12. CraigMackintosh

    CraigMackintosh *****

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    Hi Everyone. Please note that after I've posted the responses to questions in a particular thread, then that thread is effectively closed to more questions. Other questions need to be posted in subsequent rounds. I've left the threads open after putting up the responses from Geoff, only so that people can discuss the questions and answers between themselves, but not so more questions can be posted. If people prefer, for clarity, I can actually close/lock the threads after posting the responses, but until now I thought people would prefer to have the option to discuss further amongst themselves...

    In case you missed it, at top of all these 'Ask an Expert' threads, I had already put: "Each thread will begin with questions, and end with the resulting video with answers."
     
  13. pebble

    pebble Junior Member

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    Inland maritime/hot/dry/frosty
    hmmm, maybe lock the thread, and then when the podcast/video is available, open a new 'follow-up' one (with clear instructions that it's not for questions, and a link to the new questions thread)? More work for you though sorry Craig. Or allow members, or moderators, to open threads in this forum?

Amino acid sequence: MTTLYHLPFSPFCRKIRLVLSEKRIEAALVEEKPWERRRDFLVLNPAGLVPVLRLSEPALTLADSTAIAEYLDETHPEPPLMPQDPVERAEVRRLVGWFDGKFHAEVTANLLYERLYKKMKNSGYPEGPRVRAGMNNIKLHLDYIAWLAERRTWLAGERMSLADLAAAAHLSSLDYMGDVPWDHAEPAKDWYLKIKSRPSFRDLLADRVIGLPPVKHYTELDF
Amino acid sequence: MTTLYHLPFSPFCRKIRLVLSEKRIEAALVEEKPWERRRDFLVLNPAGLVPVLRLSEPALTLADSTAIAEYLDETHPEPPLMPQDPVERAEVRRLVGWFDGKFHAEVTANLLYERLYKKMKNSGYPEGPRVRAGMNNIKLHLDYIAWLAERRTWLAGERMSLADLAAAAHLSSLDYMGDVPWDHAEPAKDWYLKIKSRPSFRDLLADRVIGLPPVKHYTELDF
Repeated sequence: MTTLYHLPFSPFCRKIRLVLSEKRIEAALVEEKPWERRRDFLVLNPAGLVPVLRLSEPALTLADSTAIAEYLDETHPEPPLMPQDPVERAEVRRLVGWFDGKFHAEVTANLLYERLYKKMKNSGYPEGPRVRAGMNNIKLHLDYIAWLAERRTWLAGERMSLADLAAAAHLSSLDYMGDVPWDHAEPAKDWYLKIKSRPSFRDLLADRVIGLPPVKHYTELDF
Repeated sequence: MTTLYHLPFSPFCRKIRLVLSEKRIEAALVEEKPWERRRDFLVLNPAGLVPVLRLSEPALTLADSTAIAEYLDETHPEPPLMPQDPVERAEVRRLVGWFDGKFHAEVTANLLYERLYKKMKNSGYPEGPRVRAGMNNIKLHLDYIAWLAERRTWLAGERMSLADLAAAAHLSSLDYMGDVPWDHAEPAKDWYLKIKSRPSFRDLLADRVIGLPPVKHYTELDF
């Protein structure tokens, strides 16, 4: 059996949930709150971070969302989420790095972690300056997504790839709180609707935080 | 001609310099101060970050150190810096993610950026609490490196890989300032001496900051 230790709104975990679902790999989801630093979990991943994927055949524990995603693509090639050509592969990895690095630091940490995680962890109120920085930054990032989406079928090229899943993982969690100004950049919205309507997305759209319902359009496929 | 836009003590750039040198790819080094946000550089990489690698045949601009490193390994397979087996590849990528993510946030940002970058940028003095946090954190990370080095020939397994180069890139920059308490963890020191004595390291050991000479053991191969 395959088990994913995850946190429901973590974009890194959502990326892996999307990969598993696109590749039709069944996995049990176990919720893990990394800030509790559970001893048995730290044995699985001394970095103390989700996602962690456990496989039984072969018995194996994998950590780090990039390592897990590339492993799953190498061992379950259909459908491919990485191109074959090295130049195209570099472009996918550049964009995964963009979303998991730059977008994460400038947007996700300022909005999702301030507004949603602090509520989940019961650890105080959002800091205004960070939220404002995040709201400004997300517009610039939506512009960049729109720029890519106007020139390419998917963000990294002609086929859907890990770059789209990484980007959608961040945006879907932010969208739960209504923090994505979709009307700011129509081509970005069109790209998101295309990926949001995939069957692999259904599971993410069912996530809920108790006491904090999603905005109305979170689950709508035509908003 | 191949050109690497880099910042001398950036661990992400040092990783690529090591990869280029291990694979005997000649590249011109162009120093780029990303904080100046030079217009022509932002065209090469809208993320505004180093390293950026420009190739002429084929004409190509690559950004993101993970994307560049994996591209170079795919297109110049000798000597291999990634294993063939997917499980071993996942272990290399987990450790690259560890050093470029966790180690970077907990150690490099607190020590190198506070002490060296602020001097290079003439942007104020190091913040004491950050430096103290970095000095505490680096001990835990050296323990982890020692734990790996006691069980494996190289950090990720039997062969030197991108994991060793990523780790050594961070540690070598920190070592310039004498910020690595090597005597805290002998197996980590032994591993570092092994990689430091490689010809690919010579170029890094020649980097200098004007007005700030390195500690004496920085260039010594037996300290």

14. Spidermonkey

    Spidermonkey Junior Member

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    Stocking Rates and Land Carrying Capacity

    Hi Geoff,

    Could you please tell me how you calculate the carrying capacity of a given area of land for the various animals on your farm, and how you plan their rotation between pastures?

    Do you have a system or formula or is it based on judgement and observation?

    What are the factors that must be considered?

    I know there are systems out there that work on animal weight / area X time in pasture.
     
  15. eco4560

    eco4560 New Member

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    Hi Spider monkey - you might want to read Craig's post a few posts back and then repost your question. It'll get lost here.
     
  16. Nigel Richards

    Nigel Richards Junior Member